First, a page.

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Arguably the best part of roguelikes is when you’ve finally collected enough loot to achieve god-like status, obliterating everything in your path like a hurricane without even trying. The first Risk of Rain, a sci-fi roguelike defined by potent power-ups and an ever-escalating difficulty, was particularly great at evoking that feeling, earning itself a dedicated fanbase that relished in its unique brand of madness.

Rather than slap on a few new stages, items, and characters and calling it a sequel, the brave developers at Hopoo Games took a page out of Metroid’s book, boldly attempting the dimensional leap from 2D side-scroller to 3D shooter — much to fan dismay. Thankfully, much like Nintendo’s efforts, Risk of Rain 2 came out the other end a shining star while still invoking everything that made the original so appealing. The result is a multiplayer cooperative experience that’s difficult to put down.


Story writers seeking inspiration for their latest award winning novel can put down that feather pen, as Risk of Rain 2 keeps its narrative short and sweet. A group of wayfaring space travelers crash land on an alien planet teeming with local lifeforms who don’t take too kindly to strangers. The goal is simple: escape each biome before becoming something’s lunch meat. As far as action roguelikes go, it’s a tale as old as time and about as much story as you need, though a few pieces of lore attached to items and enemy logs at the Main Menu do manage to fill in the gaps for those who seek it.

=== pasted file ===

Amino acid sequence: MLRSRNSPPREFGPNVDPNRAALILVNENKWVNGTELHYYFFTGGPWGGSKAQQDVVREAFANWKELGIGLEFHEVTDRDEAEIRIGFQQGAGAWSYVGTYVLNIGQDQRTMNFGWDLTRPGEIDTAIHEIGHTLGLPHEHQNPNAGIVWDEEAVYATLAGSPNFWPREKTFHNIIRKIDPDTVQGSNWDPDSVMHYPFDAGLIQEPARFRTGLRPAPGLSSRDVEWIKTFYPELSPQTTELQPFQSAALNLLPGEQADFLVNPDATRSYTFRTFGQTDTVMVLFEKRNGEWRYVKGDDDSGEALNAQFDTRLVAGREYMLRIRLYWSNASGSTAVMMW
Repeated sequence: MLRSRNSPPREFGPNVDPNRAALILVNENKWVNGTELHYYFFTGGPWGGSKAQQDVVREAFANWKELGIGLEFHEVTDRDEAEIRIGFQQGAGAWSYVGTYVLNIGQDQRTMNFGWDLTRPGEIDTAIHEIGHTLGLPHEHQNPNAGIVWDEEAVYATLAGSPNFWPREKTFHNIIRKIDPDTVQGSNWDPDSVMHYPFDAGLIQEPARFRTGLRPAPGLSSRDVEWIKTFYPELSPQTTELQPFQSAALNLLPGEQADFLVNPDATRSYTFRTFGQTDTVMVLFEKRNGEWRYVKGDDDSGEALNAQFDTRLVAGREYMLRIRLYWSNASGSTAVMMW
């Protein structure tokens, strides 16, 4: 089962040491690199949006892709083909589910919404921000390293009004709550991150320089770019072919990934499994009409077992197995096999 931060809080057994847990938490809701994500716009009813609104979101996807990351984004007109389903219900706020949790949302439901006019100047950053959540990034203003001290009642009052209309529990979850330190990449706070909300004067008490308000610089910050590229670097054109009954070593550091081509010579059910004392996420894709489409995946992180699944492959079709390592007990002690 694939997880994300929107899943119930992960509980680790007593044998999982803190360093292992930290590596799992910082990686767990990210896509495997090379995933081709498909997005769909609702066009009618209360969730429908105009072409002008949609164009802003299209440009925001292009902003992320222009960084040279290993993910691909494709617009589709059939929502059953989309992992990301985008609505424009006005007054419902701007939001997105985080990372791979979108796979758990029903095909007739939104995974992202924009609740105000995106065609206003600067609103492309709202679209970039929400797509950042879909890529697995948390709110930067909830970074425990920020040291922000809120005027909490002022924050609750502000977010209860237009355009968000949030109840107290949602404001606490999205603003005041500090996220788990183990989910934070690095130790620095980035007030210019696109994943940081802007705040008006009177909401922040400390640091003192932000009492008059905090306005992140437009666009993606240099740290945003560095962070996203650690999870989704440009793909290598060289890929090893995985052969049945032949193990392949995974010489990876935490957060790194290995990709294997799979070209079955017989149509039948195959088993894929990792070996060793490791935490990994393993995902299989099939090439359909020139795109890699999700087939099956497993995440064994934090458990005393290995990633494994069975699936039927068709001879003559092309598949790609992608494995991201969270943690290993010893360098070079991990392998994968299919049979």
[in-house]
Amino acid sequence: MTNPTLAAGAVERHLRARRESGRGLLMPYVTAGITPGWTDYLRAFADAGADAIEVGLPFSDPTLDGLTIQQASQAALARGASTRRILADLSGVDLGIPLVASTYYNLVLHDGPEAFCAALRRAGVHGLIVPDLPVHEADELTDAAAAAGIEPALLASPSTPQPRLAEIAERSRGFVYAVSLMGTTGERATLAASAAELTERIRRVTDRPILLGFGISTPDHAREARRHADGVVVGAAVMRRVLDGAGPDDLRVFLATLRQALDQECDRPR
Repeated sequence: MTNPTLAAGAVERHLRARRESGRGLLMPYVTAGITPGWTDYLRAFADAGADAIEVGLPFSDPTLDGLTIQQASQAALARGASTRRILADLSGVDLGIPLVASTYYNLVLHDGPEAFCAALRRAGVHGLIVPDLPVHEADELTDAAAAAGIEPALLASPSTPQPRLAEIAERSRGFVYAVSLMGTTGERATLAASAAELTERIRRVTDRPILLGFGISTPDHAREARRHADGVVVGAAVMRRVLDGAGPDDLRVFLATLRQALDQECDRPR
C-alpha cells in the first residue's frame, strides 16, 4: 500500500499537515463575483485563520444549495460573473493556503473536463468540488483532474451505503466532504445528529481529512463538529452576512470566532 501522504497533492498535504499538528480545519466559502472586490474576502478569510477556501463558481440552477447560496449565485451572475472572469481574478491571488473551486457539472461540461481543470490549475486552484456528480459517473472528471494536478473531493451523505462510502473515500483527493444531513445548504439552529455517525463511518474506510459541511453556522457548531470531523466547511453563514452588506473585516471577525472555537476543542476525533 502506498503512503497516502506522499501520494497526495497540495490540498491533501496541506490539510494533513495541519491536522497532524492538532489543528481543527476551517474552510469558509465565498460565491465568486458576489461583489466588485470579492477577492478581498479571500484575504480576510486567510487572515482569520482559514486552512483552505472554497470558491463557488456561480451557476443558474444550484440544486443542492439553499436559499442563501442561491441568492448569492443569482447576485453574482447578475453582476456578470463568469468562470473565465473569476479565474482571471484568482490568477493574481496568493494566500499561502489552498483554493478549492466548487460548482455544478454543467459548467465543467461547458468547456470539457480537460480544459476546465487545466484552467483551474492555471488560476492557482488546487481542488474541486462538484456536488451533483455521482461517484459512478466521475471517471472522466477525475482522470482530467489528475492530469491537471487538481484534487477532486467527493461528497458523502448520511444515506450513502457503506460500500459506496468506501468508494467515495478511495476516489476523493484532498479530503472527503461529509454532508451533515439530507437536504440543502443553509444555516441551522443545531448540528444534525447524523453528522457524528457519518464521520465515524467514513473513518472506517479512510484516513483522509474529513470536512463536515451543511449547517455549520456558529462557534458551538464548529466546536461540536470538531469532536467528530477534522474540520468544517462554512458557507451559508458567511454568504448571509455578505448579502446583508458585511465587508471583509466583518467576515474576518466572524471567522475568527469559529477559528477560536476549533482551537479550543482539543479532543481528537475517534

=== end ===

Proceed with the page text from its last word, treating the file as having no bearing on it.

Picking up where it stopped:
While the story’s nothing to write home about, Rain 2’s music is well worth gushing over. Moody and atmospheric only begins to describe this superb soundtrack. Composer Chris Christodoulou really outdid himself for the sequel, producing a much more layered and epic ensemble with just enough nostalgia to keep the experience in theme with the original. It’s a lot more electronic than the original, with each track striking a beautiful balance between high-octane combat and more relaxed exploratory gameplay. It’s simply phenomenal, to the point where even if you don’t decide to play the game I implore you to give the soundtrack a listen.


Risk of Rain 2 features the same addictive gameplay loop of the original, only this time ditching its 2D side-scrolling roots in favor of fully explorable 3D environments. Up to four players loot and shoot their way through endless hordes of enemies in search of a stage’s elusive teleporter. Killing enemies nets you both experience points for increasing your character’s stamina and currency for purchasing power-ups randomly scattered about each map. Activating the teleporter lures the stage’s big bad out from the woodwork, along with one final wave of malicious minions foaming at the mouth for just one more bite outta ya.

Runs in Rain are technically endless, looping back to the start with each successful playthrough until all players eventually bite the bullet. How long you last largely depends on your proficiency with certain characters and the RNG of power-ups collected. Speed comes into play, too, as the difficulty of the game slowly rises with each passing minute. This opens the door for some interesting strategies. Do you rush teleporters to keep enemies less threatening, but risk bypassing potentially useful abilities? Or do you take the time to scour the map for more power-ups at the risk of being overwhelmed by an onslaught of tougher monsters? Striking a balance between the two is often a difficult, yet exciting venture, assuring no two matches every quite play out the same.